In 1972, Fort and two others were convicted of misusing federal funds and Fort was sentenced to five years in prison. Fort served two years at the United States Penitentiary, Leavenworth and was paroled in 1976. During his time at Leavenworth, Fort converted to Islam and assumed the name Prince Malik. After his release from prison in 1976, he moved to Milwaukee, Wisconsin and joined the Moorish Science Temple. Fort then renamed the Black P. Stones to the El Rukn Tribe of the Moorish Science Temple, El Rukn being Arabic for pillar. In 1978, Fort returned to Chicago. In a coup, he replaced the Stones' 21 generals with five close allies and renamed the Black P. Stone Nation to El Rukn. In early-1979, Fort purchased The Oakwood, an old vacant movie theater located at 3947 S. Drexel Ave as their headquarters, naming it The Fort. [2][6][10] Law enforcement speculated the conversion's motive was to take advantage of restrictions on law enforcement surveillance over religious organizations. During the 1970s, the gang trafficked in cocaine and heroin. In 1983, Fort was convicted of drug trafficking charges and sentenced to 13 years in prison. He was sent to the Federal Correctional Institution at Bastrop, Texas. Fort continued to lead El Rukn through daily telephone calls from prison. He ordered members of El Rukn to meet with Libyan officials. The gang agreed to commit terrorist acts in the U.S. in exchange for US$2.5 million.[11][12]

1987 domestic terrorism conviction[edit]

In 1987, Fort was tried and convicted for conspiring with Libya to perform acts of domestic terrorism by use of COINTELPRO type methods. He was sentenced to 80 years imprisonment and transferred to the USP Marion, the federal supermax prison in Marion, Illinois.[5][12][13] In 1988, Fort was also convicted of ordering the 1981 murder of a rival gang leader and was sentenced to 75 years in prison to be served after the completion of his terror conspiracy sentence.[12][14][15] Fort was transferred to the newly opened ADX Florence supermax prison in Florence, Colorado in 2006 and remains there as of 2013, being under a no human contact order since his arrival.[4][16]

References[edit]

  1. ^ a b c d Austin, Curtis J. (2006). Up against the wall : violence in the making and unmaking of the Black Panther Party. University of Arkansas Press. p. 199. ISBN 1-55728-827-5. 
  2. ^ a b c d Schatzberg, Rufus; Robert J. Kelly (1987). African American Organized Crime: A Social History. Rutgers University Press. pp. 199–202. ISBN 0-8135-2445-8. 
  3. ^ a b c McPherson, James A. (May 1969). "Chicago's Blackstone Rangers (I)". Atlantic Monthly. Retrieved 2008-02-10. 
  4. ^ a b "Inmate Locator". U.S. Federal Bureau of Prisons. Retrieved 2008-01-30.  92298-024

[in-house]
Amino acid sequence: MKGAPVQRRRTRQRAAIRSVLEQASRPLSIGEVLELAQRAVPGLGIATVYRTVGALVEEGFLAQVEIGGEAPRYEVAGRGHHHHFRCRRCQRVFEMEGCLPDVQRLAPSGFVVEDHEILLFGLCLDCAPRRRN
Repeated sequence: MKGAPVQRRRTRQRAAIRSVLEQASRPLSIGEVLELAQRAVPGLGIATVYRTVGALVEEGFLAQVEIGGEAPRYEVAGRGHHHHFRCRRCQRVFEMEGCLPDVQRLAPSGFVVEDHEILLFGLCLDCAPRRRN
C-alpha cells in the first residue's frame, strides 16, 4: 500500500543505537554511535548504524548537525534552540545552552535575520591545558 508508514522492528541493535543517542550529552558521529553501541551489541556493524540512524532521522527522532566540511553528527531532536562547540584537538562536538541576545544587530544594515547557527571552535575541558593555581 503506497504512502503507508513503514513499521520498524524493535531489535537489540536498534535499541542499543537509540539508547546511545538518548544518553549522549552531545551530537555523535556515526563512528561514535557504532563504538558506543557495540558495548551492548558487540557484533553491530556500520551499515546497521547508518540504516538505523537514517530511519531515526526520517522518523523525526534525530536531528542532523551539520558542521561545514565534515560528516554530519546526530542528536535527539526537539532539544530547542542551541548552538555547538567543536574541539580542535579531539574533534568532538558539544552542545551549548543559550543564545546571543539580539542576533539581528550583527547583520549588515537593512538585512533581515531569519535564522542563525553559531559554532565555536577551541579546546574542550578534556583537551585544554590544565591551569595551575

5. ^ a b "Five Draw Long Sentences for Terrorism Scheme". The New York Times (Associated Press). 1987-12-31. Retrieved 2007-12-21. 
  6. ^ a b c d Harris, Donnie (2004). "Black Peace Stone Nation". Gangland. Holy Fire Publishing. pp. 71–72. ISBN 0-9761112-4-1. 
  7. ^ Jacobs, James B. (1978). Grassroots Independent Voters of Illinois. University of Chicago Press. pp. 140–142. ISBN 0-226-38977-4. 
  8. ^ "Shakedown: Exposing the Real Jesse Jackson by Kenneth Timmerman, 2002
  9. ^ McPherson, James A. (June 1969). "Chicago's Blackstone Rangers (II)". Atlantic Monthly. Retrieved 2008-02-10. 
  10. ^ The Blackstone Rangers
  11. ^ Schmidt, William E. (1987-11-05). "Chicago Journal; U.S. Squares Off Against Tough Gang". The New York Times. Retrieved 2007-12-29. 
  12. ^ a b c Don Terry (1991-05-19). "In Chicago Courtroom, Nation's First Super Gang Fights for Life". The New York Times. Retrieved 2007-12-28. 
  13. ^ Rossi, Rosilind (1992-08-24). "How the Law Won War With El Rukns". Chicago Sun-Times. "Jeff Fort, serving 155 years at the federal prison in Downstate Marion" 
  14. ^ "GANG CHIEF GUILTY IN RIVAL'S SLAYING". The New York Times. 1988-10-20. Retrieved 2007-12-21. 
  15. ^ Rossi, Rosalind (1988-11-15). "75 more years for Fort 4 other Rukns draw stiff terms". Chicago Sun-Times. p. 3. 
  16. ^ "Crime Elite Moving To Rockies `Alcatraz'". The Washington Post. 1994-12-27. 
  • United States (1988). Organized crime : 25 years after Valachi : hearings before the Permanent Subcommittee on Investigations of the Committee on Governmental Affairs, United States Senate, One Hundredth Congress, second session, April 11, 15, 21, 22, 29, 1988. U.S G.P.O. p. 1157. OCLC 19099088. 
  • United States (1992). Departments of Commerce, Justice, and State, the Judiciary, and Related Agencies Appropriations Act, 1993. Washington, D.C.: U.S. G.P.O. p. 1071. OCLC 27189912. 
  • Useem, Bert; Peter Kimball (1991). States of Siege: U.S. Prison Riots, 1971-1986. Oxford University Press. pp. 64–65. ISBN 0-19-505711-2. 

External Links[edit]